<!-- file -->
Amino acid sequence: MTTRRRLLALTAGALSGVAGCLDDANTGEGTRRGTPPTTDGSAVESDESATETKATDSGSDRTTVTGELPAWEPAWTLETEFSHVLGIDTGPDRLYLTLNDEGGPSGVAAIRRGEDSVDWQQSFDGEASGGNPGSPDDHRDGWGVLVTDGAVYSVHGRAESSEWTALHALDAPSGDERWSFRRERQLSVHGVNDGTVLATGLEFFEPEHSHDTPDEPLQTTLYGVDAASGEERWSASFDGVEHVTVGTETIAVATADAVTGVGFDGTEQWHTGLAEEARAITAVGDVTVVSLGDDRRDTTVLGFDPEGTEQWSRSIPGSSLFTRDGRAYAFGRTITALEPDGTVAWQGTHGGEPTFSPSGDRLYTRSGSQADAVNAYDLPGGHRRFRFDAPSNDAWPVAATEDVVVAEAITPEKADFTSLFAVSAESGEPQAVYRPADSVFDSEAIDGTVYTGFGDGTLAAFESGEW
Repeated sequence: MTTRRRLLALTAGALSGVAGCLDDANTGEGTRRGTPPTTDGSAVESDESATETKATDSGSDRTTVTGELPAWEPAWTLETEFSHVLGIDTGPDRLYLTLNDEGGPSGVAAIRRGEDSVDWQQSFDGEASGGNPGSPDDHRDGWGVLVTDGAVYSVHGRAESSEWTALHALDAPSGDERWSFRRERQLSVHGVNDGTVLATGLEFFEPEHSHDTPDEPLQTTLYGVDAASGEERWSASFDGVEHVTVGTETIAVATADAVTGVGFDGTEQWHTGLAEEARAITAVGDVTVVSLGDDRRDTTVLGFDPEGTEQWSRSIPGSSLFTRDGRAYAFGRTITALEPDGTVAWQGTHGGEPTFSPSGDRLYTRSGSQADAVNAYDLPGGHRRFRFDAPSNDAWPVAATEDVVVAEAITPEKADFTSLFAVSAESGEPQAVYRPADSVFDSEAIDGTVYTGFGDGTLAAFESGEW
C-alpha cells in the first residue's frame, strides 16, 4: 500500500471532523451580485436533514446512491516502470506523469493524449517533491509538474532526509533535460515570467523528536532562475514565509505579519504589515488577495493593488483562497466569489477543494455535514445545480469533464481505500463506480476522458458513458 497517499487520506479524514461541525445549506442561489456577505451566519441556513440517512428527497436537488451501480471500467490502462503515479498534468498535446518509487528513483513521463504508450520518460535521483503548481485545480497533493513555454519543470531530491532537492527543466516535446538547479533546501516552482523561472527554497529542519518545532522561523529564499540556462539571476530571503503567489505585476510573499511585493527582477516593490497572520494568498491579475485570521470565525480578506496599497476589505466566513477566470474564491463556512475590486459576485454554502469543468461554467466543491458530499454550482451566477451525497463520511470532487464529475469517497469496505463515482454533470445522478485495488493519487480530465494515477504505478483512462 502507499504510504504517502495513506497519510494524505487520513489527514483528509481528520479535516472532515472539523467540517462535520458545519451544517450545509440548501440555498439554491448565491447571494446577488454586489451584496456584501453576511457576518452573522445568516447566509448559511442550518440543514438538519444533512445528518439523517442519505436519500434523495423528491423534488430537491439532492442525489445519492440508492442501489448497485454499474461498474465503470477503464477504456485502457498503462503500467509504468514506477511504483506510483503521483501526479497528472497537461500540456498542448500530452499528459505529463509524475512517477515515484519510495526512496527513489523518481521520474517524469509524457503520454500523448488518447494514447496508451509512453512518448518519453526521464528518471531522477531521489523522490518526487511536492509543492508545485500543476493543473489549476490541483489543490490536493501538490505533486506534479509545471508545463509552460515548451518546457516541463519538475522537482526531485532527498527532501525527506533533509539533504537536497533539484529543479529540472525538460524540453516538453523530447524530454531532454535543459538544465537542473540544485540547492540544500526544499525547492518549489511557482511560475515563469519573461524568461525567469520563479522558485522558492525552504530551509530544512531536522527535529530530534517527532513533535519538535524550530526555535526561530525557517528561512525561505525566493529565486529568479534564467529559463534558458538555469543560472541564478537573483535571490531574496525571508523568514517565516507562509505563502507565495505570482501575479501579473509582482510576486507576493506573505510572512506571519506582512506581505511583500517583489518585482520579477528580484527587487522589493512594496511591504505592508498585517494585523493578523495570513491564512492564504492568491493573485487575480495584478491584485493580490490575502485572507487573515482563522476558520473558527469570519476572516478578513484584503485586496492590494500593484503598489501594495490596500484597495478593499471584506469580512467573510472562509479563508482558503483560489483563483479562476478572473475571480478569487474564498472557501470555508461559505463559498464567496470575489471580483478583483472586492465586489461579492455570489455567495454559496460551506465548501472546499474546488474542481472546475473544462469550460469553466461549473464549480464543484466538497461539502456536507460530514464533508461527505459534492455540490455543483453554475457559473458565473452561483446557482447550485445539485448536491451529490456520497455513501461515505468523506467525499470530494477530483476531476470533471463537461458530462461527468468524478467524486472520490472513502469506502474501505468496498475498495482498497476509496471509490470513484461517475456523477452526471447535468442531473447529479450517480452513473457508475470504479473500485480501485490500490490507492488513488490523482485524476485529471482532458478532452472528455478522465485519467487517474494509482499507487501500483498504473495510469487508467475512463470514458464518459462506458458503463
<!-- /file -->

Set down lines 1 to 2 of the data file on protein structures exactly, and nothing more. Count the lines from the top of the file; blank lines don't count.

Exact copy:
Amino acid sequence: MTTRRRLLALTAGALSGVAGCLDDANTGEGTRRGTPPTTDGSAVESDESATETKATDSGSDRTTVTGELPAWEPAWTLETEFSHVLGIDTGPDRLYLTLNDEGGPSGVAAIRRGEDSVDWQQSFDGEASGGNPGSPDDHRDGWGVLVTDGAVYSVHGRAESSEWTALHALDAPSGDERWSFRRERQLSVHGVNDGTVLATGLEFFEPEHSHDTPDEPLQTTLYGVDAASGEERWSASFDGVEHVTVGTETIAVATADAVTGVGFDGTEQWHTGLAEEARAITAVGDVTVVSLGDDRRDTTVLGFDPEGTEQWSRSIPGSSLFTRDGRAYAFGRTITALEPDGTVAWQGTHGGEPTFSPSGDRLYTRSGSQADAVNAYDLPGGHRRFRFDAPSNDAWPVAATEDVVVAEAITPEKADFTSLFAVSAESGEPQAVYRPADSVFDSEAIDGTVYTGFGDGTLAAFESGEW
Repeated sequence: MTTRRRLLALTAGALSGVAGCLDDANTGEGTRRGTPPTTDGSAVESDESATETKATDSGSDRTTVTGELPAWEPAWTLETEFSHVLGIDTGPDRLYLTLNDEGGPSGVAAIRRGEDSVDWQQSFDGEASGGNPGSPDDHRDGWGVLVTDGAVYSVHGRAESSEWTALHALDAPSGDERWSFRRERQLSVHGVNDGTVLATGLEFFEPEHSHDTPDEPLQTTLYGVDAASGEERWSASFDGVEHVTVGTETIAVATADAVTGVGFDGTEQWHTGLAEEARAITAVGDVTVVSLGDDRRDTTVLGFDPEGTEQWSRSIPGSSLFTRDGRAYAFGRTITALEPDGTVAWQGTHGGEPTFSPSGDRLYTRSGSQADAVNAYDLPGGHRRFRFDAPSNDAWPVAATEDVVVAEAITPEKADFTSLFAVSAESGEPQAVYRPADSVFDSEAIDGTVYTGFGDGTLAAFESGEW